Title：Irregular Computations on Modern Parallel Processors
Irregular computations exist in a number of computational problems in real-world applications. Researchers have been always looking for faster parallel algorithms for irregular problems in the last decades. Recently, the emergence of many-core processors has introduced more conflicts between algorithm efficiency and scalability. On one hand, many-core processors require a large amount of fine-grained tasks to saturate their resources, on the other, the irregular data structure brings difficulties to the task partitioning. This talk will use sparse matrix algorithms as a representative of irregular problems, and discuss the scalability of existing work and our newly designed data structures, such as the CSR5 format (ICS ’15), and algorithms, such as sparse matrix transposition (ICS '16), sparse matrix-vector multiplication (ICS ’15 and Parco), sparse triangular solve (Euro-Par ‘16) and sparse matrix-matrix multiplication (IPDPS ’14 and JPDC).
Furthermore, the newly introduced high-bandwidth on-package memory (OPM) is another interesting and helpful feature of modern parallel processors, because it innovates the conventional memory hierarchy by augmenting a new on-package layer between classic on-chip cache and off-chip DRAM. This talk will demonstrate our experimental results of a comprehensive evaluation for a wide spectrum of computational kernels, in particular irregular ones, with a large amount of representative inputs on two Intel OPMs: eDRAM on multicore Broadwell and MCDRAM on manycore Knights Landing. Guided by our general optimization models, we demonstrate OPM’s effectiveness for easing programmers’ tuning efforts to reach ideal throughput for both compute-bound and memory-bound applications (SC ’17).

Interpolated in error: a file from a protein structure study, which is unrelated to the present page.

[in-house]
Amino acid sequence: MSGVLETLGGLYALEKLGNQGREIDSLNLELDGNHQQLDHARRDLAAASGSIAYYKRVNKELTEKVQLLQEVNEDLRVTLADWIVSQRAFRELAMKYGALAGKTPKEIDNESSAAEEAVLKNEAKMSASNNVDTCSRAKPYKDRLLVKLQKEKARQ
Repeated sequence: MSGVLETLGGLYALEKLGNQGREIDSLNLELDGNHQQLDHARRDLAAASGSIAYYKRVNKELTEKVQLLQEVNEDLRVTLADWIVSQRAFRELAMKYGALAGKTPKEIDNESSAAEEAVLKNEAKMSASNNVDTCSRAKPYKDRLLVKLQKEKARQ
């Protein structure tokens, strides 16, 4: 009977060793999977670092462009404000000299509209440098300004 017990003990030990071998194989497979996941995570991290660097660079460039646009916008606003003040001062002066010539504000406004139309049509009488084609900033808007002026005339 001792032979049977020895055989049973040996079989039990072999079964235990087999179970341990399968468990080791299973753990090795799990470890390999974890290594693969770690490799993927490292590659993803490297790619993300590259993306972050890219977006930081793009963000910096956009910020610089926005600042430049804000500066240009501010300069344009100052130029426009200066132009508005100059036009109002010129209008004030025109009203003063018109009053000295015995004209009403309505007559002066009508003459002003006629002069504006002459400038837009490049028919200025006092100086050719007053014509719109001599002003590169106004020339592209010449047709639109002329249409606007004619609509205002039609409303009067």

Weifeng Liu is currently a Research Scientist at the Department of Computer Science of the Norwegian University of Science and Technology in Trondheim, Norway. He is also a Marie Curie Fellow of the European Union. He received his Ph.D. in 2016 from University of Copenhagen, Denmark. Before he moved to Copenhagen, he has been working as a Senior Researcher in high performance computing technology at SINOPEC Exploration & Production Research Institute for about six years (2006-2012). He also has been shortly working as a Research Associate at STFC Rutherford Appleton Laboratory, UK, in 2016. He received his B.E. degree and M.E. degree in computer science, both from China University of Petroleum, Beijing, in 2002 and 2006, respectively. His research interests include numerical linear algebra and parallel computing, particularly in designing parallel and scalable algorithms and data structures for sparse matrix computations on throughput-oriented architectures.